First off before we dive into the earthquakes and things of that nature that Idaho have been seeing we should note that while the public is concerned about an eruption and believes this seismic activity could trigger it that in itself is extremely unlikely. When it comes to things like this we honestly allow fear to get the better of us.
Idaho for those who do not know has according to Popular Mechanics been shaking since March 31st. It’s been seeing a lot of seismic activity and while we’re used to this in Yellowstone areas, this isn’t quite a ‘Yellowstone area.’ Actually, according to Express Idaho faced a 6.5 magnitude earthquake that was ‘believed to have been so powerful that it practically submerged an entire beach.’ When things like this happen so close to things like super volcanoes of course we as the public are going to be confused, concerned, and well afraid.
Popular Mechanics wrote as follows about all of this rumbling and Yellowstone itself:
Fear not: Even though Idaho is still rumbling, that doesn’t mean Yellowstone is headed for an eruption.
Idaho lies along the northern edge of a geologically active region called the Basin and Range Province. This region, which spans eastern California to Utah and down into Sonora, Mexico, has been stretched taught over the past 20 million years, creating a series of wide valleys and vast mountain ranges. It’s also chock full of old seismic faults—just like the one that sprang to life on March 31.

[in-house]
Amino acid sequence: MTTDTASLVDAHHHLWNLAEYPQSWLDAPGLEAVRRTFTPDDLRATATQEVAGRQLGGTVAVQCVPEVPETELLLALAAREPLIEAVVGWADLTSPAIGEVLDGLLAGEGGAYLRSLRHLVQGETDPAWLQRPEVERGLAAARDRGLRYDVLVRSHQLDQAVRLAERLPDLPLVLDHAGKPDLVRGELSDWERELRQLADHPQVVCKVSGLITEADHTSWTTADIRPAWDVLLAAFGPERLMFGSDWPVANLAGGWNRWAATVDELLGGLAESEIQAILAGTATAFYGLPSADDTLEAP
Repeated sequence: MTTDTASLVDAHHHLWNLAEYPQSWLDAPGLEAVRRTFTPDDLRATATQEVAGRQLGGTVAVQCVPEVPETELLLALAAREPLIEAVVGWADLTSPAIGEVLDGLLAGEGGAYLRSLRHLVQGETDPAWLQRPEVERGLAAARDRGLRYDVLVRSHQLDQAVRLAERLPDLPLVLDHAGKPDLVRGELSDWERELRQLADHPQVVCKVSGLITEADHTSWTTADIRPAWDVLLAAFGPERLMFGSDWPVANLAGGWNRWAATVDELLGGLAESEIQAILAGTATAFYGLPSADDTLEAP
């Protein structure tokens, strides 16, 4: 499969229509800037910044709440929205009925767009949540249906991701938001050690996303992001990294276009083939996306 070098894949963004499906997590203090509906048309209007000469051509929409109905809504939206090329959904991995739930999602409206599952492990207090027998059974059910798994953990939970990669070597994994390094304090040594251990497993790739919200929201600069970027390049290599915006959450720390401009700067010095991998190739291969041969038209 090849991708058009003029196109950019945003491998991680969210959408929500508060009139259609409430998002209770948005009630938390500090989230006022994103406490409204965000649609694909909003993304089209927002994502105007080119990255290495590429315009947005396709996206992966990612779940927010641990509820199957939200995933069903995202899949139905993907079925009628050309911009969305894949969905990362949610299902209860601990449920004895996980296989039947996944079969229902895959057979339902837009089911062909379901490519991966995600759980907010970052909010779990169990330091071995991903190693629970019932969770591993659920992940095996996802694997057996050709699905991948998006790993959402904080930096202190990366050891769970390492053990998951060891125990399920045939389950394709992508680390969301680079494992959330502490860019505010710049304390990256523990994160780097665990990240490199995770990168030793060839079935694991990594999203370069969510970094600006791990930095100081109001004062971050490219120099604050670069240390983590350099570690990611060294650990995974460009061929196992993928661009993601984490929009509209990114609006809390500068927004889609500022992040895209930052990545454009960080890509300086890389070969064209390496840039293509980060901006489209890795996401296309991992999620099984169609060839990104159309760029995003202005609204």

Yellowstone last erupted 70,000 years ago, according to the U.S. Geological Survey. Since then, there have been over 10,000 magnitude 6-or-higher earthquakes in the western U.S. While the temblors can occasionally spur rumblings at the national park’s geysers—as a magnitude 7.3 earthquake in Colorado did in 1959—they aren’t likely cause a volcanic eruption.
Idaho has a history of bigger quakes. In 1983, the Borah Peak quake was M7.0. Today’s quake is almost 100 miles northwest of the 1983 event.
— Dr. Lucy Jones (@DrLucyJones) April 1, 2020
Now, while we are still seeing seismic activity it doesn’t mean something life-changing for the whole world is imminent. Of course, we are still questioning some of the things to do with the recent earthquake that was noted earlier on in this article but things like this just happen sometimes. It has been noted the recent earthquake itself could have somehow been caused by some kind of jump in energy between the fault, but we are not certain of that just yet.
When we see earthquakes this prominent sometimes we also end up facing lots of aftershocks which is likely what most of this seismic activity we’re still seeing is. Sure, it’s confusing and scary but it’s not something we should be trying to flee the country over. Yellowstone is still as quiet as ever and it’s going to take more than this to cause an eruption.